bullies, Bullying, bullying and harassment, cyber bullies, cyberbullying, facebook, harassment, idiots, malicious communications, slander, social background, social networking sites, stupid people, the law
This article gives advice on what you can do if you are bullied on line and although I deal speficially with social networking sites it can be applied to other online areas such as forums, gaming, texting and messaging services. If you are being bullied on line there are various laws that can be used to help you defend yourself.
Cyberbullying is the term used to define bullying behaviour that takes place on line, on social networking, mobile technologies, gaming and instant messaging platforms.
Cyberbullying is an issue that is affecting more and more people, and does not discriminate for age, race, gender or social background. It causes untold and often unseen amounts of anguish for many people.
Cyberbullying, like all forms of bullying and harassment, stalking, etc are now being taken a lot more seriously by social networks, gaming organisations etc and the police. If you are being affected by these issues please tell someone you can trust and seek help. Many more people will continue to be effected if bullies are consistently escaping being called to account for their actions.
My Personal Experience
As a result of challenging a particularly hate-filled link I had been sent via Facebook I was faced with a barrage of abuse all of which is prosecutable under the laws detailed below. Anything I posted in my own defence was deleted, similarly anyone who came to my defence was deleted and we were all banned from posting anything further.
Lies concerning my work status, the parentage of my 3 children and allegations about my sexual behaviour was widely circulated as fact and with great authority by the admin of the page involved (although he does not know anything about me or my background). An example of 2 of the comments are visible here and those are the milder of what was later written. The participants certainly have a lot of anger to vent event with their albeit limited vocabulary.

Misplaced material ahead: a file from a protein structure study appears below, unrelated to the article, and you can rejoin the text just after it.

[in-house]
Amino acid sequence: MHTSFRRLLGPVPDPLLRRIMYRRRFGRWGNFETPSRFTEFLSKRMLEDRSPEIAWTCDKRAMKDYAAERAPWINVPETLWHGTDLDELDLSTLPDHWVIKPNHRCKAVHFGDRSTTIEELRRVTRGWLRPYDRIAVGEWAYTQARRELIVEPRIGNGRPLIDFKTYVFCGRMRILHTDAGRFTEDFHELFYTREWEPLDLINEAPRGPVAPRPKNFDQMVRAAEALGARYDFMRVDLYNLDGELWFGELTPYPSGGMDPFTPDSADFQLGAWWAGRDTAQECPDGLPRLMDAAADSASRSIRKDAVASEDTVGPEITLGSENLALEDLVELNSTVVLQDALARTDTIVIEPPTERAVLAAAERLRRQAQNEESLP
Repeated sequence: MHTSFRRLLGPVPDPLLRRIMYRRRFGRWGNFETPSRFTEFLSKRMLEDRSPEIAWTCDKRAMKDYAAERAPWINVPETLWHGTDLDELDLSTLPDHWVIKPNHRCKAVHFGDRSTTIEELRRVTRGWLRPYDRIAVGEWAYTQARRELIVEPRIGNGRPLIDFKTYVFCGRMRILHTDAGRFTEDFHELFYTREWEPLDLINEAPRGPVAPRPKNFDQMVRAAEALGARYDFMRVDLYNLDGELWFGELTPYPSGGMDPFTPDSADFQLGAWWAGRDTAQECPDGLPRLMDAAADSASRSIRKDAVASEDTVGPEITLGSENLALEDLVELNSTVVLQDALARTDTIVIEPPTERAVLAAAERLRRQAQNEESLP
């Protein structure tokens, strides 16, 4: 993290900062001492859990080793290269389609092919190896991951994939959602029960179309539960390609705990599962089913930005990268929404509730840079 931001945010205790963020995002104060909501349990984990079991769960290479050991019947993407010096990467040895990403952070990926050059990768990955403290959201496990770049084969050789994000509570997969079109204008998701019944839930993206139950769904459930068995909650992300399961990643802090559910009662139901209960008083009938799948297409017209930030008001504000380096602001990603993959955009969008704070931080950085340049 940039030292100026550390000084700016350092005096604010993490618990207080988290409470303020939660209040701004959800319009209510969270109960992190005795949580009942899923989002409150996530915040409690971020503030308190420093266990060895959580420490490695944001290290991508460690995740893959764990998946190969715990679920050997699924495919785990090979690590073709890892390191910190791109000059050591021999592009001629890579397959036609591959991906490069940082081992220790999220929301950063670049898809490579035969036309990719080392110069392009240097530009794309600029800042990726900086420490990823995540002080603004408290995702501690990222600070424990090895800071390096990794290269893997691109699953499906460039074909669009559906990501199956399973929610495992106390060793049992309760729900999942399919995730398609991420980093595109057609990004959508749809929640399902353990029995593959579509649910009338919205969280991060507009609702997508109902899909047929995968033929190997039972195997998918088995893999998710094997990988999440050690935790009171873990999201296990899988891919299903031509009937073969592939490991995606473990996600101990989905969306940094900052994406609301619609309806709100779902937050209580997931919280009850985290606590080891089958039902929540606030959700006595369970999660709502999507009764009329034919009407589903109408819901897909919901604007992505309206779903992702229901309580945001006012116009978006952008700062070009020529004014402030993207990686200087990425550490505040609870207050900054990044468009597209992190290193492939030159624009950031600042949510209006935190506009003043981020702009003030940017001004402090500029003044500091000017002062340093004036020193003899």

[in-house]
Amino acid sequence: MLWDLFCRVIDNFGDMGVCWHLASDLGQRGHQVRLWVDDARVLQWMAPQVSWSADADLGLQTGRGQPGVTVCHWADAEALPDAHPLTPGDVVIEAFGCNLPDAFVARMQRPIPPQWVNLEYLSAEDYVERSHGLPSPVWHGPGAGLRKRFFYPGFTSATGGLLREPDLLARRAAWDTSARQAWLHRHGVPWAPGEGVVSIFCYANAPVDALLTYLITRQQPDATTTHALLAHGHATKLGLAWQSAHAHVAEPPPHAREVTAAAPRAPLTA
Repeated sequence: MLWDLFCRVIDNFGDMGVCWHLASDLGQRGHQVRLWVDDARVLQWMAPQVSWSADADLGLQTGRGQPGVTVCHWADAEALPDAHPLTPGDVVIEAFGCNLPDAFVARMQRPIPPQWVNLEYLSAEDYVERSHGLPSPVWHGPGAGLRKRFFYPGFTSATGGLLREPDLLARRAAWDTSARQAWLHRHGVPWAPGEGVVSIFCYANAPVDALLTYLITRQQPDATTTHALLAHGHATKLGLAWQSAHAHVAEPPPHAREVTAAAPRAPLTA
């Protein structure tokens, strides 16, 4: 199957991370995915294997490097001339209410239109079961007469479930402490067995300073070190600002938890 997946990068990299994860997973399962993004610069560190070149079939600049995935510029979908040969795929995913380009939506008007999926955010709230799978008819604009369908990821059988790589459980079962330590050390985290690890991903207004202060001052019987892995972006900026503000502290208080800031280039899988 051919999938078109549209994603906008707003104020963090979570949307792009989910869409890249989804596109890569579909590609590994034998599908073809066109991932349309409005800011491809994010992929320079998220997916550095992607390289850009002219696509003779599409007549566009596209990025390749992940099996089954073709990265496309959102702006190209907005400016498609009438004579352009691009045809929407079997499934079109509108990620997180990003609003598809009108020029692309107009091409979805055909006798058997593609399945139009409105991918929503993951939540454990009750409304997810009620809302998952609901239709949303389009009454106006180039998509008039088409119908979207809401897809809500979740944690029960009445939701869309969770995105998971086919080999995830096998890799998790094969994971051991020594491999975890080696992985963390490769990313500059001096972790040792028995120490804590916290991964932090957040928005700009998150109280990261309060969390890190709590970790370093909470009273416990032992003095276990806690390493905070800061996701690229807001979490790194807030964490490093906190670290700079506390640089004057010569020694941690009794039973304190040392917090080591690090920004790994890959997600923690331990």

All of the comments relating to this were subsequently removed probably because they knew it had been reported to Facebook and they did not want the page to be closed and possibly to prevent a case for slander or harassment being brought against them. I did however, have the foresight to take several screenshot photographs of various comments.
Luckily once I had blocked the worst offenders and ignored all the comments they went away. Had it not stopped I would at least have had some form of concrete evidence to present to the police.
I’m being bullied, What Can I do?
On social networking platforms like Facebook, MySpace and so on there are ways of dealing with mild to moderate bullying:
- Set your profile to friends only or private
- Block the offenders from seeing your profile or contacting you
- Report the abuse to the organisation
- Delete the comments if this option is available
Personal Tip ~ take screenshots of comments that appear on pages/walls/forum posts. Bullies often delete their comments once they have been seen (and the damage done) so if you subsequently report them the comments are no longer there. You may also need to use these as evidence later
What about the law?
You do have recourse to certain laws, in England and Wales there are 4 such laws on the statute books that can be applied to certain actions on line.
- Protection from Harassment Act 1997 – has been successfully used by the police to bring prosecutions for offensive emails. Specifically this law states that ‘A person must not pursue a course of conduct, which:
- amounts to harassment of another
- he knows, or ought to know, amounts to harassment of the other.’
- Criminal Justice & Public Order Act 1994 – defines intentional harassment as an offence. A person is guilty of this offence if he or she
- uses threatening, abusive or insulting words or behaviour or disorderly behaviour; or
- displays any writing, sign or other visible representation which is threatening, abusive or insulting, thereby causing that or another person harassment, alarm or distress.
- Malicious Communications Act 1998/Telecommunications Act 1984 – The MCA states that it is an offence to send an indecent, offensive or threatening letter, electronic communication or other article to another person. The Telecommunications Act 1984 it concerned with similar offences where telephone messages are used.
- The Communications Act 2003
The Communications Act 2003 Section 127 states that a person is guilty of an offence if he/she
- sends by means of a public electronic communications network a message or other matter that is grossly offensive or of an indecent, obscene or menacing character; or
- causes any such message or matter to be so
- A person is guilty of an offence if, for the purpose of causing annoyance, inconvenience or needless anxiety to another by means of a public electronic communications network, a message that he/she knows to be false,
- causes such a message to be sent; or
- persistently makes use of a public electronic communications network